The public dialogues aim to contribute to a better public understanding of current challenges of UK land-use and food consumption, and inviting participants to create more targeted regional 'blueprints' for the future of landscapes in the UK.
Geography staff members Katrin Prager and Flurina Wartmann were invited to give expert input to a series of public dialogues held across Aberdeenshire. The dialogues with members of the public were facilitated by the World Wildlife Fund for Nature WWF through their initiative UK Land Use Conversation which are running in seven different locations across the UK, including Aberdeenshire.
The public dialogues aim to contribute to a better public understanding of current challenges of UK land-use and food consumption, and inviting participants to create more targeted regional ‘blueprints’ for the future of landscapes in the UK. The Blueprint project will enable informed stakeholders to explore the different pathways available for meeting the 'triple challenge' (meeting food needs, while tackling the climate crisis and reversing the loss of nature) in UK landscapes by 2030.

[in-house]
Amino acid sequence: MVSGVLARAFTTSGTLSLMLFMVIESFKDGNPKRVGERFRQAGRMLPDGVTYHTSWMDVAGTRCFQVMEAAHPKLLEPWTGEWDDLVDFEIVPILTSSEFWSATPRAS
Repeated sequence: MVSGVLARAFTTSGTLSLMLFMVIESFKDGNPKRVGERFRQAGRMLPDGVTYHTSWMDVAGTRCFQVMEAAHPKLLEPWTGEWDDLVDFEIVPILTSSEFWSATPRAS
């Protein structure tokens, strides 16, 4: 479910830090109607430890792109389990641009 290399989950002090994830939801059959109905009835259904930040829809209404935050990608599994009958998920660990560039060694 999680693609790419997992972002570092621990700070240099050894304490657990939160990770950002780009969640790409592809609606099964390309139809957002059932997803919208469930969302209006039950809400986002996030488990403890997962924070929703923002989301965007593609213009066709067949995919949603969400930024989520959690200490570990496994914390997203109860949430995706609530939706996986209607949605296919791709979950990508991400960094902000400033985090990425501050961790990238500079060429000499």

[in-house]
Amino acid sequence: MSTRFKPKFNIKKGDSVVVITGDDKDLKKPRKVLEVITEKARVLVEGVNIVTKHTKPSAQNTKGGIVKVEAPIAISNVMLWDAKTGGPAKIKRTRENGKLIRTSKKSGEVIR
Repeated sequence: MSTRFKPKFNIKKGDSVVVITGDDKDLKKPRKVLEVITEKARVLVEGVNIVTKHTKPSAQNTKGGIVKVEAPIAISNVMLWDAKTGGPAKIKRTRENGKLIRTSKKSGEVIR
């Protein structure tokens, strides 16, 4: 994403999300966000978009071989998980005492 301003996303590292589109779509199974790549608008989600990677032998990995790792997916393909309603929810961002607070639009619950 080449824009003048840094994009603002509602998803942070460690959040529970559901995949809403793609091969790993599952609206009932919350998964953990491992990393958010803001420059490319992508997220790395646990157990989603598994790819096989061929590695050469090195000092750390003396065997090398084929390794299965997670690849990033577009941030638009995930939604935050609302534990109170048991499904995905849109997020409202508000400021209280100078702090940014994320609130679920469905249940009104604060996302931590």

Katrin Prager provided expert input on agriculture and food production, with questions from the public ranging from biogas production to effects of plastic covering in agriculture on biodiversity. Flurina Wartmann gave expert input on biodiversity and people, highlighting promising examples of how people can bring back nature to their gardens and environments. Questions included why insect and bird populations are declining and what we can do in our own gardens to help wildlife.
The dialogue with members of the public showed how raising awareness and scientists entering into a dialogue with the public is an important step towards stakeholders taking actions to address the meeting the challenges of future landscapes in the UK.